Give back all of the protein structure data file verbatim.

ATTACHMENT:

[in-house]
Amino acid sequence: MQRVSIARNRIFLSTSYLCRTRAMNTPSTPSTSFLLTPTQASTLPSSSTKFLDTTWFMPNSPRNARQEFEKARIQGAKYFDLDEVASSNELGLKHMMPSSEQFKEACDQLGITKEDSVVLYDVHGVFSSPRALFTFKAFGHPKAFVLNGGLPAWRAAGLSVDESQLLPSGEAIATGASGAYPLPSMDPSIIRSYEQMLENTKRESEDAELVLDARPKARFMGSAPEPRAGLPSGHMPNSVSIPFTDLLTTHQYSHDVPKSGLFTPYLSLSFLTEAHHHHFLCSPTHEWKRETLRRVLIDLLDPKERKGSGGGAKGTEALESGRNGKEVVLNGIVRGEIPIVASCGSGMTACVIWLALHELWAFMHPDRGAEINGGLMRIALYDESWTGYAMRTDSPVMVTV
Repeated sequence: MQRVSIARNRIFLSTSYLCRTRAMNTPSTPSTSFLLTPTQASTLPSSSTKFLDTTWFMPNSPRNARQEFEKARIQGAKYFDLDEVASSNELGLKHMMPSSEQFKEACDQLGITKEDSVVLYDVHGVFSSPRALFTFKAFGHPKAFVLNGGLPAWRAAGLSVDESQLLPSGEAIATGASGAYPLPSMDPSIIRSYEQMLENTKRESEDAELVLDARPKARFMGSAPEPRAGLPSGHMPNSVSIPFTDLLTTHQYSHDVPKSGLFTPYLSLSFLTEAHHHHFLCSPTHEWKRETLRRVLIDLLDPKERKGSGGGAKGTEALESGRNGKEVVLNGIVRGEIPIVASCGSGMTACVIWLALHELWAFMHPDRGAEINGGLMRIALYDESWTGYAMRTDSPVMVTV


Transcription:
[in-house]
Amino acid sequence: MQRVSIARNRIFLSTSYLCRTRAMNTPSTPSTSFLLTPTQASTLPSSSTKFLDTTWFMPNSPRNARQEFEKARIQGAKYFDLDEVASSNELGLKHMMPSSEQFKEACDQLGITKEDSVVLYDVHGVFSSPRALFTFKAFGHPKAFVLNGGLPAWRAAGLSVDESQLLPSGEAIATGASGAYPLPSMDPSIIRSYEQMLENTKRESEDAELVLDARPKARFMGSAPEPRAGLPSGHMPNSVSIPFTDLLTTHQYSHDVPKSGLFTPYLSLSFLTEAHHHHFLCSPTHEWKRETLRRVLIDLLDPKERKGSGGGAKGTEALESGRNGKEVVLNGIVRGEIPIVASCGSGMTACVIWLALHELWAFMHPDRGAEINGGLMRIALYDESWTGYAMRTDSPVMVTV
Repeated sequence: MQRVSIARNRIFLSTSYLCRTRAMNTPSTPSTSFLLTPTQASTLPSSSTKFLDTTWFMPNSPRNARQEFEKARIQGAKYFDLDEVASSNELGLKHMMPSSEQFKEACDQLGITKEDSVVLYDVHGVFSSPRALFTFKAFGHPKAFVLNGGLPAWRAAGLSVDESQLLPSGEAIATGASGAYPLPSMDPSIIRSYEQMLENTKRESEDAELVLDARPKARFMGSAPEPRAGLPSGHMPNSVSIPFTDLLTTHQYSHDVPKSGLFTPYLSLSFLTEAHHHHFLCSPTHEWKRETLRRVLIDLLDPKERKGSGGGAKGTEALESGRNGKEVVLNGIVRGEIPIVASCGSGMTACVIWLALHELWAFMHPDRGAEINGGLMRIALYDESWTGYAMRTDSPVMVTV